Warner, Joseph W.
Age: 27, credited to Montgomery, VTVITALS
Birth: 05/18/1835, Cornwall, VTADDITIONAL INFORMATION
Alias?: None notedDESCENDANTS
Died in Virginia
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Joseph W. Warner
This was a tall, strong man with a slight stoop and very thick, dark hair and full beard. When Lieutenant Clarke came to the company Warner applied to him for the privilege of doing his chores for compensation and instruction and an arrangement was made. Soon Warner confessed his inability to write and asked the lieutenant to write for him to his wife. The lieutenant expressed his surprise and asked Warner how it happened that he had been reared in Vermont and could not write. Warner replied that, although he was cousin to Colonel James M. Warner of the 11th Vermont (a graduate of West Point, and, after the war, post-master of Albany, NY), their fathers were different. Jim's father favored education and Joe's father did not, but kept him in the woods chopping. Clarke offered to teach him and the offer was eagerly accepted and he made good progress.
On the march to Gettysburg, after passing Frederick, Md., an order was issued to take the officers' baggage from the wagons to relieve the jaded horses and burn it to prevent its falling into the hands of the enemy. After the march was resumed Clarke saw Warner carrying his valise and his heart was touched, but he assumed sternness, told Warner that he was violating orders and commanded him to throw his burden away. Warner pleaded so hard that he was permitted to carry it until they could leave it at the house of some loyalist. Soon, however, there came along a wagon driven by Warren Corse, a member of Company G, and when the story was told to him he took in the valise and saved it.
On the third day at Gettysburg, after the regiment had advanced to meet Pickett, a shell struck Warner's cartridge box and carried it away. The impact threw him to the ground and as he rolled over Lieutenant Clarke said, "Try to get up, Warner, I guess you are not hurt." Warner felt of his right hip and coming to his feet, replied, "Wal, I vow, I guess i ain't, but I've lost my cartridge box." He soon obtained one, however, from a man who had fallen and was loading his rifle when a bullet passed across the font of his legs midway above the knees, cutting the flesh about one-half its size. He dropped his rifle, placed his hands over the wounds and in that stooping attitude loped to the rear, without objection. After getting out of range he examined his injuries and, find they were only slight, returned to the front, explaining that he would rather be with the boys than looking out for himself.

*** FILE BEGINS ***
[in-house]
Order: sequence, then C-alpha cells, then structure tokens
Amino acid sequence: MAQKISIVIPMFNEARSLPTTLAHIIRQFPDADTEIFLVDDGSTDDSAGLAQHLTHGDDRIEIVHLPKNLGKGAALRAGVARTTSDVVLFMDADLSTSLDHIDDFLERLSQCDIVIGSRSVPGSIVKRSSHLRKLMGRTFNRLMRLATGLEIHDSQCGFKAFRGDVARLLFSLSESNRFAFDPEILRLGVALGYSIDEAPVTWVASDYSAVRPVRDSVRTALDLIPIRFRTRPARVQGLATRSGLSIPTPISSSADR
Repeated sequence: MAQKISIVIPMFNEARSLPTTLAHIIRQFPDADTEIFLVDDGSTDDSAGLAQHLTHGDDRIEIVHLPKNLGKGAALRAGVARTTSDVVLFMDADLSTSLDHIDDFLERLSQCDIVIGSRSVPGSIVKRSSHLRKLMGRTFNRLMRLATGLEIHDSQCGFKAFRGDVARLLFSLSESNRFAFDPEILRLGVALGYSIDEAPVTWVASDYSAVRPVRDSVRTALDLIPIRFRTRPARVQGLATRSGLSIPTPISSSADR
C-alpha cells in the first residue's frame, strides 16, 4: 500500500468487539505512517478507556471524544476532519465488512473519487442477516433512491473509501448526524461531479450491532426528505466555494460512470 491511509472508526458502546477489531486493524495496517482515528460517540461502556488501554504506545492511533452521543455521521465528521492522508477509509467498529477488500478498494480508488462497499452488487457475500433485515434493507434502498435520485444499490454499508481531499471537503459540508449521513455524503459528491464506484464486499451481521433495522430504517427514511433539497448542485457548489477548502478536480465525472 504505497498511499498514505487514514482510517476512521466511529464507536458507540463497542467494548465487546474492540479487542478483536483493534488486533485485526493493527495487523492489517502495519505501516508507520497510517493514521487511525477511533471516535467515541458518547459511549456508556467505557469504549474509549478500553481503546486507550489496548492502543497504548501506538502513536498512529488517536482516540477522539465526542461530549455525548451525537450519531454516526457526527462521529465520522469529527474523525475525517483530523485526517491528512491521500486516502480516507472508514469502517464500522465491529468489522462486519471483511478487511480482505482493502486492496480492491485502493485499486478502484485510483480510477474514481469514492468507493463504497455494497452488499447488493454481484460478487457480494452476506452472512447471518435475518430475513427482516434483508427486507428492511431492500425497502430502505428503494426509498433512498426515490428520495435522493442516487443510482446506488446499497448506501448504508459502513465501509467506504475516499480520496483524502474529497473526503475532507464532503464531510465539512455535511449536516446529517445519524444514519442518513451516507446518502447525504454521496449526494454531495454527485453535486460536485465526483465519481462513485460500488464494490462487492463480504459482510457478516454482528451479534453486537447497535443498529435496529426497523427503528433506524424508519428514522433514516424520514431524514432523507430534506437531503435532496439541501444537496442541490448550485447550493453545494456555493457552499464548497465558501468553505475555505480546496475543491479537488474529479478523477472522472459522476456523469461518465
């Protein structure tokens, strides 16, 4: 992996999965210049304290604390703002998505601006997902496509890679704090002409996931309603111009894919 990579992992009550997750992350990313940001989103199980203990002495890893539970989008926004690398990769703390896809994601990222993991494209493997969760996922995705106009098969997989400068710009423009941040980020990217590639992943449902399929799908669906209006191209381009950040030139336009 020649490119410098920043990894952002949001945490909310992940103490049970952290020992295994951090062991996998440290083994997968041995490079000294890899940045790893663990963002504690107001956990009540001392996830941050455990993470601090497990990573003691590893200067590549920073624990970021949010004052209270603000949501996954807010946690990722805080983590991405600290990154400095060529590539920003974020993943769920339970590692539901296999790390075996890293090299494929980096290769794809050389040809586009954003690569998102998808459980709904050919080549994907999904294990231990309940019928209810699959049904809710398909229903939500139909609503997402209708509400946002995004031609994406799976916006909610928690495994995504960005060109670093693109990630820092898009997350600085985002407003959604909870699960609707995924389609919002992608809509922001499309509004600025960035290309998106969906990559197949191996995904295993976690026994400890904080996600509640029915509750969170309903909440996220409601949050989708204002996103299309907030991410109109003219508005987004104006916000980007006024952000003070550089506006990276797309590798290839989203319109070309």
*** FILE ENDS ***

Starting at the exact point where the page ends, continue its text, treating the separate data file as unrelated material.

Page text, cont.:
Some years after the war Lieutenant Clarke went to Montgomery to attend a political meeting and availed of the occasion to hunt up the old boys. He was told that Warner re-entered in the 17th Vermont and never returned and was recorded as a deserted. Clark could not believe that such a man would desert so he determined to look up the facts. Warner's widow told him that a law firm in St. Albans had been trying to get evidence but a fire destroyed their papers and they were unable to proceed. Clarke learned from them that they had heard of a man who claimed to have seen Warner in Fredericksburg, Va., just after the battle of the Wilderness, suffering from a severe wound and a high fever, but that they had lost his name and address in the fire. Mrs. Warner had an impression that the man was once employed in St. Johnsbury. Following this clue Clarke found him and obtained his affidavit which was to the effect that while hunting for a friend among the thousands of wounded who had been brought to Fredericksburg he saw Warner, whom he had formerly known, suffering as above related, and Warner told him while driving cattle in rear of the army, in pursuance of orders, the guard had been overpowered by a strong body of rebel cavalry and that after some delay and great suffering he had been picked up by an ambulance and brought to Fredericksburg. The man also testified that when he next called to see Warner he was pointed to his grave.
Upon the strength of this evidence, accusing as it did, with the fact that Warner had been thus detailed and that such a raid had occurred, Clarke was able to get the War Department to correct the record because the record of desertion was not made from any evidence, but in pursuance of a standing order that when a soldier was absent unaccounted for two months he was to be dropped from the rolls as a deserter. The result of this correction was not only a vindication of the good name of a brave and faithful soldier, but the recovery by his widow and four minor children of pay and pension, the arrears of which were more than $1800.